Martial Law victims file claims for compensation

SAN FERNANDO CITY, La Union—Hundreds of alleged human rights victims of Martial Law during the Marcos Administration started filing claims for recognition and reparation here, Monday as various Ilocos Region groups flocked to the City Hall to process their papers.

A jailed media man, Cris Corpuz, who was accused of subversion, said the parties were seeking a P10-billion reparation for damages over illegal detention, intimidation, kidnapping, summary execution and torture.

“It is a deposited account in a Swiss Bank by the government which is intended (for) claimants (10 percent) with 90 percent going to the agrarian reform,” he told Manila Standard while awaiting his turn at a counter in Dacanay Session Hall.

The Human Rights Victims’ Claims Board earlier held consultations here on the rules on the law on  reparation and recognition of Martial Law victims prior to processing applications for six months starting in May this year.

According to the board, those qualified to seek payments include petitioners to the P$2 billion-class suit in Hawaii against the Marcos estate, victims recognized by the Bantayog ng mga Bayani Foundation and undocumented victims.

Under the reparation law, an independent body (board)  will receive, evaluate, process and investigate applications for compensation from the P10 billion fund that the government set aside from the Marcos estate.

Arlene Jabinar, of Ilocos Human Rights Alliance (IHRA)–Karapatan from Tagudin and Pulag, and whose husband and father-in-law were allegedly detained and tortured by the defunct Philippine Constabulary, said that they have received P43,000 in 2011 and P50,000 this year.

The Commission on Human Rights head in Region 1, said at least 120 claimants in the Ilocos have received compensation from the Hawaii class suit.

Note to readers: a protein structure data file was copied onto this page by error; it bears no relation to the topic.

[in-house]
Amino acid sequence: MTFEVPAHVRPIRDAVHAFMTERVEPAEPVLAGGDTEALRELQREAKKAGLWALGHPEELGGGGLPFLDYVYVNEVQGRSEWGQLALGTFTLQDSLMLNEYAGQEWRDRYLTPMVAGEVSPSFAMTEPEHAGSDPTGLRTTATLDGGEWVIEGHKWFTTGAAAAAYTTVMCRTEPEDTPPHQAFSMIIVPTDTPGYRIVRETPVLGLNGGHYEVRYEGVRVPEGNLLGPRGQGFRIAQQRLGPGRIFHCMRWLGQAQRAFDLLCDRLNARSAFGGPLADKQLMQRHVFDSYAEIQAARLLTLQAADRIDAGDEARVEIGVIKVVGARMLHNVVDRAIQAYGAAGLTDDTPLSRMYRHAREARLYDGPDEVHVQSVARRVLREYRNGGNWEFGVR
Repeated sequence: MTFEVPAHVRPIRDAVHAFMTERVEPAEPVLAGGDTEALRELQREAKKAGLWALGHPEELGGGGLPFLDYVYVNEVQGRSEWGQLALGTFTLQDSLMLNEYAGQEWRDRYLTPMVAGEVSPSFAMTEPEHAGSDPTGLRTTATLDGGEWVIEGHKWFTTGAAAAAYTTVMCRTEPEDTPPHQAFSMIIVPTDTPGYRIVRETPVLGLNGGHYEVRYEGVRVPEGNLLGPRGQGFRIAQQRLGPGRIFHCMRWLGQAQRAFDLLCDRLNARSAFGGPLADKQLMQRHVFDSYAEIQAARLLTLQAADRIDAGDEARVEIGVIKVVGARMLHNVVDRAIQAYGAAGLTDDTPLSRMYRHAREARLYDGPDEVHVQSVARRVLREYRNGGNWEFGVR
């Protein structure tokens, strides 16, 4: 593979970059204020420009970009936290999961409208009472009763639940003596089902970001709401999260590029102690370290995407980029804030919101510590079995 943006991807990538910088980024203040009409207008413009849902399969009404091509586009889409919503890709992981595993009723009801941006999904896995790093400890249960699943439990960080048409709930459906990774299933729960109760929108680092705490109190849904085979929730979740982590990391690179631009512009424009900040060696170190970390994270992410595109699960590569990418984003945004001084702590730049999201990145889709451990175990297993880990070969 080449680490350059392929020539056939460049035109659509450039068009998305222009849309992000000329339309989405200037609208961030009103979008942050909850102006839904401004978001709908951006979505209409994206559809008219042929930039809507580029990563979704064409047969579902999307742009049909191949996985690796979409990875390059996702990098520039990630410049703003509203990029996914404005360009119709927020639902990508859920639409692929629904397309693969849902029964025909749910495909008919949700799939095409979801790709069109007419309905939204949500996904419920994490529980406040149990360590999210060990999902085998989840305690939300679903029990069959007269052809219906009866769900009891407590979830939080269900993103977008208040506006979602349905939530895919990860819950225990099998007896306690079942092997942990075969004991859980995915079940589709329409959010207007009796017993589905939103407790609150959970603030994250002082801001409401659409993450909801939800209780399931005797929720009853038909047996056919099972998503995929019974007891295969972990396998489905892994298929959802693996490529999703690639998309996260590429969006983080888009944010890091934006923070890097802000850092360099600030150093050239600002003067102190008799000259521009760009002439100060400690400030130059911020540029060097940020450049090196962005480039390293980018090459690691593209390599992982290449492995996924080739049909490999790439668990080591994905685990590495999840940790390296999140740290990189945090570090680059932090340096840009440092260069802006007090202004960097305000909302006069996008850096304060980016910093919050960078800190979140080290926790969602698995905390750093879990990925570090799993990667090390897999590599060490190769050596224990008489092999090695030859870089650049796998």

For all the agony suffered under the dictatorship, a pay-out is hardly expected by Zoilo Baladad, an advocate aligned with IHRA.

“Hindi mababayaran ng pera ang lahat ng ginawa nila, ang importante sa amin ay ma-recognize (No amount of money will be enough to answer for the harm done to us, what is import is for us to be recognized),” she told Manila Standard.

Cris Palabay, a former leader of STOP Exploitation and erstwhile Bauang municipal administrator said that he was also detained and that his brothers, Manrique and Romulo, were killed in Nueva Ecija and Ifugao, respectively.

“They were shot and what remained only of Manrique were his gold teeth that we found in his grave,” he said.

Corpuz, who was a teacher of the Christ the King College at the time, said how was picked up by the constabulary the day before Marcos declared Martial Law on Sept. 21, 1972 but was lucky enough to be placed under the custody of then-Archbishop Victorino Ligot.

“I was required to report to the PC camp (now Diego Silang Camp in Barangay Carlatan) for five years,” he said, adding that the authorities made him sign a log book, too.

The claims board estimates about 40,000 applications to be processed until November.

COMMENT DISCLAIMER: Reader comments posted on this Web site are not in any way endorsed by Manila Standard. Comments are views by readers who exercise their right to free expression and they do not necessarily represent or reflect the position or viewpoint of While reserving this publication’s right to delete comments that are deemed offensive, indecent or inconsistent with Manila Standard editorial standards, Manila Standard may not be held liable for any false information posted by readers in this comments section.
AdvertisementGMA-Congress Trivia 1